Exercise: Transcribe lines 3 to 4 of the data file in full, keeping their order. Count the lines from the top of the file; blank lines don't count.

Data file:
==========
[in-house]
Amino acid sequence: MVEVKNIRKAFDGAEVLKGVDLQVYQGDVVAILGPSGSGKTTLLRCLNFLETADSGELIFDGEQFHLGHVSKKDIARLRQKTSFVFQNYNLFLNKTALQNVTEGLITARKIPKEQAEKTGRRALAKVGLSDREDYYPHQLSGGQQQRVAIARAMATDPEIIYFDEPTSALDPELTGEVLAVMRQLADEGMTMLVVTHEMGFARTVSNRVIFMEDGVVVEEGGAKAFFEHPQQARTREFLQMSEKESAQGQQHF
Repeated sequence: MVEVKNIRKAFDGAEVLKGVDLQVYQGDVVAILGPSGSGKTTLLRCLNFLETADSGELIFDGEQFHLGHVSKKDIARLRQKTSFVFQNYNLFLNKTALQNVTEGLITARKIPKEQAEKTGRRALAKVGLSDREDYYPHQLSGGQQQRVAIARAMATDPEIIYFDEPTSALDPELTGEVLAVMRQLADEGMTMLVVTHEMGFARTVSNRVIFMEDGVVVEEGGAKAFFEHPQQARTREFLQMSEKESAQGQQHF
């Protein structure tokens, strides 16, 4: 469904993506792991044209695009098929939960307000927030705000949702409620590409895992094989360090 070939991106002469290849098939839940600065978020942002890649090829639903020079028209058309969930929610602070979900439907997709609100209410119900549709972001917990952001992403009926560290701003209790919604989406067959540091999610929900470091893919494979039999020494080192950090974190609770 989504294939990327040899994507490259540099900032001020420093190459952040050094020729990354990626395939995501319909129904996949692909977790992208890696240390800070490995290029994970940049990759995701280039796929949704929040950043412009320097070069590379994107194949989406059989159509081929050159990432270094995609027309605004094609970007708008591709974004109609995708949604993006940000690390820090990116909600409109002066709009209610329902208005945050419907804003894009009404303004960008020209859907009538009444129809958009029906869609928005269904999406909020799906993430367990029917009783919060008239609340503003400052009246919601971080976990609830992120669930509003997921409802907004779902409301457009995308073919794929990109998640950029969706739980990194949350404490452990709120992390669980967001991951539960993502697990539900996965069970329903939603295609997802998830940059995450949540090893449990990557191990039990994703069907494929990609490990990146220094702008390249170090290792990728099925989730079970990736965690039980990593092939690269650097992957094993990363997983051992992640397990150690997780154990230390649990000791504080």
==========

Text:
Repeated sequence: MVEVKNIRKAFDGAEVLKGVDLQVYQGDVVAILGPSGSGKTTLLRCLNFLETADSGELIFDGEQFHLGHVSKKDIARLRQKTSFVFQNYNLFLNKTALQNVTEGLITARKIPKEQAEKTGRRALAKVGLSDREDYYPHQLSGGQQQRVAIARAMATDPEIIYFDEPTSALDPELTGEVLAVMRQLADEGMTMLVVTHEMGFARTVSNRVIFMEDGVVVEEGGAKAFFEHPQQARTREFLQMSEKESAQGQQHF
């Protein structure tokens, strides 16, 4: 469904993506792991044209695009098929939960307000927030705000949702409620590409895992094989360090 070939991106002469290849098939839940600065978020942002890649090829639903020079028209058309969930929610602070979900439907997709609100209410119900549709972001917990952001992403009926560290701003209790919604989406067959540091999610929900470091893919494979039999020494080192950090974190609770 989504294939990327040899994507490259540099900032001020420093190459952040050094020729990354990626395939995501319909129904996949692909977790992208890696240390800070490995290029994970940049990759995701280039796929949704929040950043412009320097070069590379994107194949989406059989159509081929050159990432270094995609027309605004094609970007708008591709974004109609995708949604993006940000690390820090990116909600409109002066709009209610329902208005945050419907804003894009009404303004960008020209859907009538009444129809958009029906869609928005269904999406909020799906993430367990029917009783919060008239609340503003400052009246919601971080976990609830992120669930509003997921409802907004779902409301457009995308073919794929990109998640950029969706739980990194949350404490452990709120992390669980967001991951539960993502697990539900996965069970329903939603295609997802998830940059995450949540090893449990990557191990039990994703069907494929990609490990990146220094702008390249170090290792990728099925989730079970990736965690039980990593092939690269650097992957094993990363997983051992992640397990150690997780154990230390649990000791504080």